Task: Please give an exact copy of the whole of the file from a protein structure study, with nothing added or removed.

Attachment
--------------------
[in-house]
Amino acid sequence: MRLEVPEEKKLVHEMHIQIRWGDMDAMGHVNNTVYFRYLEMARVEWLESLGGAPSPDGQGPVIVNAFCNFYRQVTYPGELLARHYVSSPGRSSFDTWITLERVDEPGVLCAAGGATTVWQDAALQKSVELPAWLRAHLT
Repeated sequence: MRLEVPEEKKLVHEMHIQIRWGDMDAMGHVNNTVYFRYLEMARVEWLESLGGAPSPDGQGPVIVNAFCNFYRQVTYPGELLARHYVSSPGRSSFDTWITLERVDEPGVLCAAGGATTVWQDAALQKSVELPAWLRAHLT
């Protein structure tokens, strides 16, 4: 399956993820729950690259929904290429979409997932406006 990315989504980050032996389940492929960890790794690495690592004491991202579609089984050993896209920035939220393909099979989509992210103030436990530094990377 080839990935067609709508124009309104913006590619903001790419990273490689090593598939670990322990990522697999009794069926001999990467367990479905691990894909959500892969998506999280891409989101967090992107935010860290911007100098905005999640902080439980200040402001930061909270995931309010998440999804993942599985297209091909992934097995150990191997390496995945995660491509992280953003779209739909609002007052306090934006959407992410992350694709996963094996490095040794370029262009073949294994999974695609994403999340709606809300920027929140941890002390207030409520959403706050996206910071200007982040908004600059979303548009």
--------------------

[in-house]
Amino acid sequence: MRLEVPEEKKLVHEMHIQIRWGDMDAMGHVNNTVYFRYLEMARVEWLESLGGAPSPDGQGPVIVNAFCNFYRQVTYPGELLARHYVSSPGRSSFDTWITLERVDEPGVLCAAGGATTVWQDAALQKSVELPAWLRAHLT
Repeated sequence: MRLEVPEEKKLVHEMHIQIRWGDMDAMGHVNNTVYFRYLEMARVEWLESLGGAPSPDGQGPVIVNAFCNFYRQVTYPGELLARHYVSSPGRSSFDTWITLERVDEPGVLCAAGGATTVWQDAALQKSVELPAWLRAHLT
């Protein structure tokens, strides 16, 4: 399956993820729950690259929904290429979409997932406006 990315989504980050032996389940492929960890790794690495690592004491991202579609089984050993896209920035939220393909099979989509992210103030436990530094990377 080839990935067609709508124009309104913006590619903001790419990273490689090593598939670990322990990522697999009794069926001999990467367990479905691990894909959500892969998506999280891409989101967090992107935010860290911007100098905005999640902080439980200040402001930061909270995931309010998440999804993942599985297209091909992934097995150990191997390496995945995660491509992280953003779209739909609002007052306090934006959407992410992350694709996963094996490095040794370029262009073949294994999974695609994403999340709606809300920027929140941890002390207030409520959403706050996206910071200007982040908004600059979303548009």